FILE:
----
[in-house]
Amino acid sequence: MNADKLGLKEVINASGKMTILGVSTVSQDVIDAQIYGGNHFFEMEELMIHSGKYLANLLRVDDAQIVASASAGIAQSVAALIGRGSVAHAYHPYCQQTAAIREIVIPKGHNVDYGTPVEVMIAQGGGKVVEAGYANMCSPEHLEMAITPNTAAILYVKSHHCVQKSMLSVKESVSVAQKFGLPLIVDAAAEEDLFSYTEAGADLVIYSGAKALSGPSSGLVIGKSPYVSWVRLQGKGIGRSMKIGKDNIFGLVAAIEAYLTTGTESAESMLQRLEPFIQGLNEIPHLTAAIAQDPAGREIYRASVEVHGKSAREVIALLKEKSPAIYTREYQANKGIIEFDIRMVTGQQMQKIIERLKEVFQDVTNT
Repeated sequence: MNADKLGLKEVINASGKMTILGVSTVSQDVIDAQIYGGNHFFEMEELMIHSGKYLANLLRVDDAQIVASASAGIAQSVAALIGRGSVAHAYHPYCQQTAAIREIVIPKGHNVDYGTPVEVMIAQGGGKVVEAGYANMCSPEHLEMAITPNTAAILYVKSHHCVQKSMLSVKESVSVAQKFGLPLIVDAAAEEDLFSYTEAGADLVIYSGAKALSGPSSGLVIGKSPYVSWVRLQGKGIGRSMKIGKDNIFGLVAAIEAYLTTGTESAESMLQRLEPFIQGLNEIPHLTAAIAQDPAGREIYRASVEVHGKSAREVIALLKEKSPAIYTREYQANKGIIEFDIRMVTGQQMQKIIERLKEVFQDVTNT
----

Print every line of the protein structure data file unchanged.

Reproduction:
[in-house]
Amino acid sequence: MNADKLGLKEVINASGKMTILGVSTVSQDVIDAQIYGGNHFFEMEELMIHSGKYLANLLRVDDAQIVASASAGIAQSVAALIGRGSVAHAYHPYCQQTAAIREIVIPKGHNVDYGTPVEVMIAQGGGKVVEAGYANMCSPEHLEMAITPNTAAILYVKSHHCVQKSMLSVKESVSVAQKFGLPLIVDAAAEEDLFSYTEAGADLVIYSGAKALSGPSSGLVIGKSPYVSWVRLQGKGIGRSMKIGKDNIFGLVAAIEAYLTTGTESAESMLQRLEPFIQGLNEIPHLTAAIAQDPAGREIYRASVEVHGKSAREVIALLKEKSPAIYTREYQANKGIIEFDIRMVTGQQMQKIIERLKEVFQDVTNT
Repeated sequence: MNADKLGLKEVINASGKMTILGVSTVSQDVIDAQIYGGNHFFEMEELMIHSGKYLANLLRVDDAQIVASASAGIAQSVAALIGRGSVAHAYHPYCQQTAAIREIVIPKGHNVDYGTPVEVMIAQGGGKVVEAGYANMCSPEHLEMAITPNTAAILYVKSHHCVQKSMLSVKESVSVAQKFGLPLIVDAAAEEDLFSYTEAGADLVIYSGAKALSGPSSGLVIGKSPYVSWVRLQGKGIGRSMKIGKDNIFGLVAAIEAYLTTGTESAESMLQRLEPFIQGLNEIPHLTAAIAQDPAGREIYRASVEVHGKSAREVIALLKEKSPAIYTREYQANKGIIEFDIRMVTGQQMQKIIERLKEVFQDVTNT